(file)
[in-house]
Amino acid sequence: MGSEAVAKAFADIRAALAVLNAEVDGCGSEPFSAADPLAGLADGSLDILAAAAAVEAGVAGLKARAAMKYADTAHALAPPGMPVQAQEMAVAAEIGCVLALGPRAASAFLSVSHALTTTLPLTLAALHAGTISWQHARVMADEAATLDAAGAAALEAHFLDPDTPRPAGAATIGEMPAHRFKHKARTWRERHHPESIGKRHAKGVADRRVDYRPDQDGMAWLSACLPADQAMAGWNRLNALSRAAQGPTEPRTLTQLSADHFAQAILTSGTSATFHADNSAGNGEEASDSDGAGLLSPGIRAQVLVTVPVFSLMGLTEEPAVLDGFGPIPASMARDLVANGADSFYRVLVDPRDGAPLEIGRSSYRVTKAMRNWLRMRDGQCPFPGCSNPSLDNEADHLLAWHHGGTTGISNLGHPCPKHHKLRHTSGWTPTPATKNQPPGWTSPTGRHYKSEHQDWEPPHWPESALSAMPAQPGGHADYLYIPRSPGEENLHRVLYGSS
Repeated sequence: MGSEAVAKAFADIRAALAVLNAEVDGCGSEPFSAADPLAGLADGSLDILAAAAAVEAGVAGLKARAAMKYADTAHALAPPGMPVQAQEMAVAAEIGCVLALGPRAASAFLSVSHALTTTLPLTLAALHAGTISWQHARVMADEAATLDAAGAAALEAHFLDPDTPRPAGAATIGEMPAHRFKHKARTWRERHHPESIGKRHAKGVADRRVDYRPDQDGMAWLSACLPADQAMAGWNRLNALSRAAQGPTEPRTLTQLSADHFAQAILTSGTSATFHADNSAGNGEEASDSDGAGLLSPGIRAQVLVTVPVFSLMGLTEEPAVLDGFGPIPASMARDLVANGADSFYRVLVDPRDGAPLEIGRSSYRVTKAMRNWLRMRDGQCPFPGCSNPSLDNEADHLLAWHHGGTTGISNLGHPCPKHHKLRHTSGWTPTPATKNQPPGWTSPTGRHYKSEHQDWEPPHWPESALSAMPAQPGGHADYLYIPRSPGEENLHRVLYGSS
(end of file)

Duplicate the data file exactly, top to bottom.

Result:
[in-house]
Amino acid sequence: MGSEAVAKAFADIRAALAVLNAEVDGCGSEPFSAADPLAGLADGSLDILAAAAAVEAGVAGLKARAAMKYADTAHALAPPGMPVQAQEMAVAAEIGCVLALGPRAASAFLSVSHALTTTLPLTLAALHAGTISWQHARVMADEAATLDAAGAAALEAHFLDPDTPRPAGAATIGEMPAHRFKHKARTWRERHHPESIGKRHAKGVADRRVDYRPDQDGMAWLSACLPADQAMAGWNRLNALSRAAQGPTEPRTLTQLSADHFAQAILTSGTSATFHADNSAGNGEEASDSDGAGLLSPGIRAQVLVTVPVFSLMGLTEEPAVLDGFGPIPASMARDLVANGADSFYRVLVDPRDGAPLEIGRSSYRVTKAMRNWLRMRDGQCPFPGCSNPSLDNEADHLLAWHHGGTTGISNLGHPCPKHHKLRHTSGWTPTPATKNQPPGWTSPTGRHYKSEHQDWEPPHWPESALSAMPAQPGGHADYLYIPRSPGEENLHRVLYGSS
Repeated sequence: MGSEAVAKAFADIRAALAVLNAEVDGCGSEPFSAADPLAGLADGSLDILAAAAAVEAGVAGLKARAAMKYADTAHALAPPGMPVQAQEMAVAAEIGCVLALGPRAASAFLSVSHALTTTLPLTLAALHAGTISWQHARVMADEAATLDAAGAAALEAHFLDPDTPRPAGAATIGEMPAHRFKHKARTWRERHHPESIGKRHAKGVADRRVDYRPDQDGMAWLSACLPADQAMAGWNRLNALSRAAQGPTEPRTLTQLSADHFAQAILTSGTSATFHADNSAGNGEEASDSDGAGLLSPGIRAQVLVTVPVFSLMGLTEEPAVLDGFGPIPASMARDLVANGADSFYRVLVDPRDGAPLEIGRSSYRVTKAMRNWLRMRDGQCPFPGCSNPSLDNEADHLLAWHHGGTTGISNLGHPCPKHHKLRHTSGWTPTPATKNQPPGWTSPTGRHYKSEHQDWEPPHWPESALSAMPAQPGGHADYLYIPRSPGEENLHRVLYGSS